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New Year is celebrated with gaiety and pomp around the world wherever Hindus live, but not on January 1. India’s ancient faith salutes the annual genesis at the start of spring, when nature comes to life, in mid-April. The festival has a different name in each regional language; Baisakhi, Vishu, Varusha Pirappu, Ugadi, Badi Deepavali and Bestu Varas are just a few. Homes are lit with oil lamps and decorated with flowers to attract blessings.


Like most ancient cultures, Hindus traditionally observe the start of each new year with the arrival of spring, which occurs in mid-April in South Asia. That day coincides with the Sun’s entrance into the constellation Mesha (Aries), the first sign in Hindu astrology. Following this astrological calculation, the celebration falls on April 14 in most years.


Hindus don new clothes, exchange sweets, gifts and greetings of goodwill. They clean their homes and decorate the entrance and shrine room with beautiful, colorful patterns called kolam or rangoli, symbols of auspiciousness. They visit temples, beseeching God and the Gods for blessings for the year ahead. The Goddess Lakshmi and the elephant-headed God Ganesha are especially venerated on this day. In some communities, elders give money to youth and children as a token of good luck–making the year’s first financial act selfless and thus auspicious. Families feast together with great revelry, enjoying elaborate dishes and good company. People gather to listen to interpretations of the star’s positions and auguries of things to come, for in this culture the Hindu calendar is closely interwoven with astrology. An elder or a learned astrologer may read the family’s fortune for the next 12 months. Predictions are even given on Indian television.


In South Indian families, a dazzling arrangement called kani is created in the home on New Year’s Eve. It is a display of money, jewels and clothing, plants and flowers, fruits and sweets, in the center of which stands a shrine with Hindu Deities. At dawn on New Year’s Day, the matriarch wakes up the family members one by one and blindfolds them. She guides them to the shrine and there removes the blindfold, assuring that their first sight of the year is the auspicious, gleaming kani. One of the beautiful things to see is a mirror, which serves a dual purpose: it symbolically doubles the abundance and reflects the family with all the signs of wealth around them–an elegant catalyst to manifestation!


Several other dates are observed by various communities. Particularly in North India, many celebrate New Year on the day after Diwali, the September-October festival of lights, which signifies hope and new beginnings. Still, nearly everyone joins in the celebrations in mid-April.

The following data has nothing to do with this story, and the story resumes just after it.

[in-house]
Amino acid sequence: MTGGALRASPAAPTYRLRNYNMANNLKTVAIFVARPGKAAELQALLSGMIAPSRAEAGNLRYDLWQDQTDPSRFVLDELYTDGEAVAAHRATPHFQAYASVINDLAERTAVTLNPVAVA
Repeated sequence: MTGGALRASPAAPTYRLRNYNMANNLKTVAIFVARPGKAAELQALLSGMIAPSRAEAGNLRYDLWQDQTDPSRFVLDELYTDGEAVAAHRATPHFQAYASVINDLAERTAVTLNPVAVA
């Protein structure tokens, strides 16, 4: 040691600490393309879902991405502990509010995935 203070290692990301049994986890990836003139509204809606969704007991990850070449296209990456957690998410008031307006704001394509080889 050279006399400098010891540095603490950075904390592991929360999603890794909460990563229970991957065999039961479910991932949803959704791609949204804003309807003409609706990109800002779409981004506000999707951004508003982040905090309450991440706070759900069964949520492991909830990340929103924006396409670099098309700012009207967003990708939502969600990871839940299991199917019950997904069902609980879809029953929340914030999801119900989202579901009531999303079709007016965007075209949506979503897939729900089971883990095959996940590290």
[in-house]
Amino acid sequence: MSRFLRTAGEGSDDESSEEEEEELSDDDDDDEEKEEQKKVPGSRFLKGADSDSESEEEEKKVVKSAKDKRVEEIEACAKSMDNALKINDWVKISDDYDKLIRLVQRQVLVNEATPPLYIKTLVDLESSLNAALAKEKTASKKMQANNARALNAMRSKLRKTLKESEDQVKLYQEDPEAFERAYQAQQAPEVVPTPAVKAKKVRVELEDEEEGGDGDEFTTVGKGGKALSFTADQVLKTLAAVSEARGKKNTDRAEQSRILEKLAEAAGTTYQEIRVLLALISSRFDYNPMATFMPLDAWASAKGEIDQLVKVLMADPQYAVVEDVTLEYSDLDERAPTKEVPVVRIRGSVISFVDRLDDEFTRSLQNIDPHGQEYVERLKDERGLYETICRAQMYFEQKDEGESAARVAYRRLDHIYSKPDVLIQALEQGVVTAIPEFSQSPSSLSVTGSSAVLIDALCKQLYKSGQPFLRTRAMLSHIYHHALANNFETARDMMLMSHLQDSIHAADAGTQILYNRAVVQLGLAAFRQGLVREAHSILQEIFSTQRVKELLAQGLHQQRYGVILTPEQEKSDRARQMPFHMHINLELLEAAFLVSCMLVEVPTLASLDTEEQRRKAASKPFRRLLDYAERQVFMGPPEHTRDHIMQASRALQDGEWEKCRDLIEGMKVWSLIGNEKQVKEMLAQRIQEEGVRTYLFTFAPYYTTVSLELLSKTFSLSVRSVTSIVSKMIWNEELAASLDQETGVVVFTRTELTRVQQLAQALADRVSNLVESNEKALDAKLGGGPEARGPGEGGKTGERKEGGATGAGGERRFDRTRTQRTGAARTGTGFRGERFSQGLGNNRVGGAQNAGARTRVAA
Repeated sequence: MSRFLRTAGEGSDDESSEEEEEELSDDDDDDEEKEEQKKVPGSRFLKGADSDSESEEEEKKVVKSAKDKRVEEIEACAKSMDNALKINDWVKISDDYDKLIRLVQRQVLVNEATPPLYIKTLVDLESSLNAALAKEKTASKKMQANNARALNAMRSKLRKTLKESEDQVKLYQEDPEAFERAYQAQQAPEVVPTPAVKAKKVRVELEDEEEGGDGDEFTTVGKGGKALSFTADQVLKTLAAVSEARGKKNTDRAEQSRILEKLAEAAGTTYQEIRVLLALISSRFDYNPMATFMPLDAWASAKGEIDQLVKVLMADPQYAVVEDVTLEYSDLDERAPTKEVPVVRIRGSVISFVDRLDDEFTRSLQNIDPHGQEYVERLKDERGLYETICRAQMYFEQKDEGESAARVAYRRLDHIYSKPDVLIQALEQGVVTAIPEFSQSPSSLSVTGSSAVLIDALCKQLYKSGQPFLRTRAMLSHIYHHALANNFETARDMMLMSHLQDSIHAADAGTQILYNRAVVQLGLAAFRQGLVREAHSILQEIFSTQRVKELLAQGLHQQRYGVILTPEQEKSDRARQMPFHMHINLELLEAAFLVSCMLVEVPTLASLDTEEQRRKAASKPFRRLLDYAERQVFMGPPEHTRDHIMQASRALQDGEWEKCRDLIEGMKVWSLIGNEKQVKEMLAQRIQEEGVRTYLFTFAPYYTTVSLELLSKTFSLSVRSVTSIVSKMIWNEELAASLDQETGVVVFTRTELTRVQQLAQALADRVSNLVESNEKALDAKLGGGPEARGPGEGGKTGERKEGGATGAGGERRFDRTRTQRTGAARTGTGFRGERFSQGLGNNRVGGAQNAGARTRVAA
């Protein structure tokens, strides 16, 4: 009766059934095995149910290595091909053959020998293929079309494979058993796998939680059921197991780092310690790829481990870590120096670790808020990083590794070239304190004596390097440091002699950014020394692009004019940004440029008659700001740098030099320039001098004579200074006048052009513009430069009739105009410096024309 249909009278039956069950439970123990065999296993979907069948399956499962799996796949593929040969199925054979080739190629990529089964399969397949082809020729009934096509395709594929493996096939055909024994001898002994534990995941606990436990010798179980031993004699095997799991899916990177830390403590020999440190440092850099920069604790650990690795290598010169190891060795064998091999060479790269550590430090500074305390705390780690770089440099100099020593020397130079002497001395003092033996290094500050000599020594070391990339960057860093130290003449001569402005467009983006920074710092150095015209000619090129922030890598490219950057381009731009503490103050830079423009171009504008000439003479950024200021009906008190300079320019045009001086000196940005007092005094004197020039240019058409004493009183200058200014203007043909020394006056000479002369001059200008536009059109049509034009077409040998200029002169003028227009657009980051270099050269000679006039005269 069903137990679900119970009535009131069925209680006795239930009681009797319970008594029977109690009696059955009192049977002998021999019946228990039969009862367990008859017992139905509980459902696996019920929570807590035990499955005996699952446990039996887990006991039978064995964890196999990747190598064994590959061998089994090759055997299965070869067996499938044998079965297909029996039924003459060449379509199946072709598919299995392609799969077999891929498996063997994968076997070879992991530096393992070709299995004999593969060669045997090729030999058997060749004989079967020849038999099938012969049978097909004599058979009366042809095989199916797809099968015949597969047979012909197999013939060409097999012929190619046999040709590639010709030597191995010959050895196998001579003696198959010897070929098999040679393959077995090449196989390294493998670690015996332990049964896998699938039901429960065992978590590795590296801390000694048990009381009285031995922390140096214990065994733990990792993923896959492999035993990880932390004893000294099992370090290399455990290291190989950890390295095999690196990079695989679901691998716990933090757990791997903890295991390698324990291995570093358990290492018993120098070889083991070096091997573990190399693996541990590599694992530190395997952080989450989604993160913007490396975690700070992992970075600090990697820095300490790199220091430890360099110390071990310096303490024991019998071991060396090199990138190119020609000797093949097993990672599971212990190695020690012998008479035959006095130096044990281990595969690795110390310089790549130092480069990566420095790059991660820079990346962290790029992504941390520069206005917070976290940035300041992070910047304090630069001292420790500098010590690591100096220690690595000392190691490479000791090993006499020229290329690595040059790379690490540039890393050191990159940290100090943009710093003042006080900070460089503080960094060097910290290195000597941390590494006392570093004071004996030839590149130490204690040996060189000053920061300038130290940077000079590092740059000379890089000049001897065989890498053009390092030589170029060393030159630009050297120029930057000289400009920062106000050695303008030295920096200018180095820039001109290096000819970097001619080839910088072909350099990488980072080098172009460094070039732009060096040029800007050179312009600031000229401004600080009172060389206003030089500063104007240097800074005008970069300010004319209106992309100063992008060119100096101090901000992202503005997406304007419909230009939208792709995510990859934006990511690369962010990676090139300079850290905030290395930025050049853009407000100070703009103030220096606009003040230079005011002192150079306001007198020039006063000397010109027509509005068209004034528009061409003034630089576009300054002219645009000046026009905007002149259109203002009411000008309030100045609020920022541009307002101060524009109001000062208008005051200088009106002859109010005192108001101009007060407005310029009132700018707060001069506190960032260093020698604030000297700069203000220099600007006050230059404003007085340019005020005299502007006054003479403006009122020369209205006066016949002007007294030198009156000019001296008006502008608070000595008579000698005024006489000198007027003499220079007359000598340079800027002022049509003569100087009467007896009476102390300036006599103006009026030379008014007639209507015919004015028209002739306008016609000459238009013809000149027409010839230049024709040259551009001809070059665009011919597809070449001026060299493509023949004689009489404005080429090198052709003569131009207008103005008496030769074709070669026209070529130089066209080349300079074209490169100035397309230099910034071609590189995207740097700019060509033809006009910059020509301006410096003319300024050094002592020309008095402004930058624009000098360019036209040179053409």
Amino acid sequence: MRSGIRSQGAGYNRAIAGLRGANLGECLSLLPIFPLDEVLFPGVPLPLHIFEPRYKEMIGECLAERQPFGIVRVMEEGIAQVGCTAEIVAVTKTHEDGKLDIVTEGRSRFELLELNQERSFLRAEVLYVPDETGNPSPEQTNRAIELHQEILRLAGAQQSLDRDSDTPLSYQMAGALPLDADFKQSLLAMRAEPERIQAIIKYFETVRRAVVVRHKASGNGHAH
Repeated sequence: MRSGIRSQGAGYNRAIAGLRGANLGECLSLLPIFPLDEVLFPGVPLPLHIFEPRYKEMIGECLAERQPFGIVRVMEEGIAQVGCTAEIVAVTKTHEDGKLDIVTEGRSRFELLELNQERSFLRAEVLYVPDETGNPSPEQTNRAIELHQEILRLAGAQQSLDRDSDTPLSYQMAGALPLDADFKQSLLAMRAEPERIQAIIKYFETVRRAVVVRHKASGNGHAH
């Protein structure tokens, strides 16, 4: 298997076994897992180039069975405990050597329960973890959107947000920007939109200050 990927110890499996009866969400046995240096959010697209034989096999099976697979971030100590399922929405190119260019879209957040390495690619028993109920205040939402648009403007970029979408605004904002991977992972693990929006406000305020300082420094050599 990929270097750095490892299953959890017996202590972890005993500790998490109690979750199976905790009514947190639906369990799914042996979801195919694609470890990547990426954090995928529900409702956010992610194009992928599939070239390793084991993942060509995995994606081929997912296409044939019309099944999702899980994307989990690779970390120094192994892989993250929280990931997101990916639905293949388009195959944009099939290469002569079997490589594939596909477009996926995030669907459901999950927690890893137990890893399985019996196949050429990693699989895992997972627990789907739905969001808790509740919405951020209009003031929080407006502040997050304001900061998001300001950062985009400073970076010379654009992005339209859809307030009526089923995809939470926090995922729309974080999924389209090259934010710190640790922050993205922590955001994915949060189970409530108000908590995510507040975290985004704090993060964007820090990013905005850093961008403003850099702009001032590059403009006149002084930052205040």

What is the nature of the Hindu calendar? The sacred Hindu calendar, called panchangam, is an almanac containing astronomical details such as sunrise, moonrise, star-rise, eclipses and lunar phases. It also provides astrological information, including auspicious times for various activities, and inauspicious times as well. The rishis of old imparted the means to calculate this information to help people navigate the ebbs and flows of cosmic energies.

What part do neem leaves play? The bitter leaves and flowers of the neem tree (Azadirachta indica) are among the central items of New Year celebrations. They are used in food dishes, in decorations and on the kani display. Neem is a sacred plant, a botanical marvel with numerous medicinal uses. It is said that its bitterness, spread among the glittering opulence of the New Year’s festivities, adds a more realistic perspective on life.


This milk-based pudding is immensely popular and so easy to make.

Preparation time: 5 minutes

Cooking time: 25 minutes

Serves: 6

Cooking equipment: A heavy-bottomed saucepan, a ladle, a dish.


1 cup vermicelli or sago,

4 cups milk, 1 cup sugar, 1/2 tsp cardamom powder, 5-6 tbsp chopped cashews and/or almonds, 4 tbsp raisins,

1 tsp ghee, pinch saffron


1. Heat the milk gently until hot but not boiling.

2. Saute the cashews, almonds and raisins in half the ghee. Set aside.

3. Saute the vermicelli or sago in remaining ghee for a few minutes.

4. Add a little of the hot milk to the vermicelli or sago; lower the heat. Drain excess water.

5. Add the saffron to the rest of the milk, and add it gradually to the vermicelli or sago, stirring until the pasta becomes translucent and soft. Cook until milk thickens.

6. Add the sugar and stir until it dissolves. Turn off heat.

7. Garnish with powdered cardamom, fried nuts, raisins and a few strands of saffron.


Fact: Reincarnation, a central Hindu belief, gives the assurance that there is no eternal Hell, only chance after chance to improve and redeem oneself as the law of karma brings back to us the fruits of our past actions so that we can learn and evolve. All people are seen as divine, yet shrouded by ignorance. While every soul will ultimately achieve the highest spiritual attainment after many births, still there are young souls and old souls. Young souls, who have lived few lives, are often selfish, instinctive and cruel. Old souls, having experienced many lives, tend to be compassionate, superconscious and gentle.

FICTION: It is often thought that Hindus are forbidden to eat meat. This is not true. Hindus teach vegetarianism as a way to live with a minimum of hurt to other beings, but in today’s world, not all Hindus are vegetarians.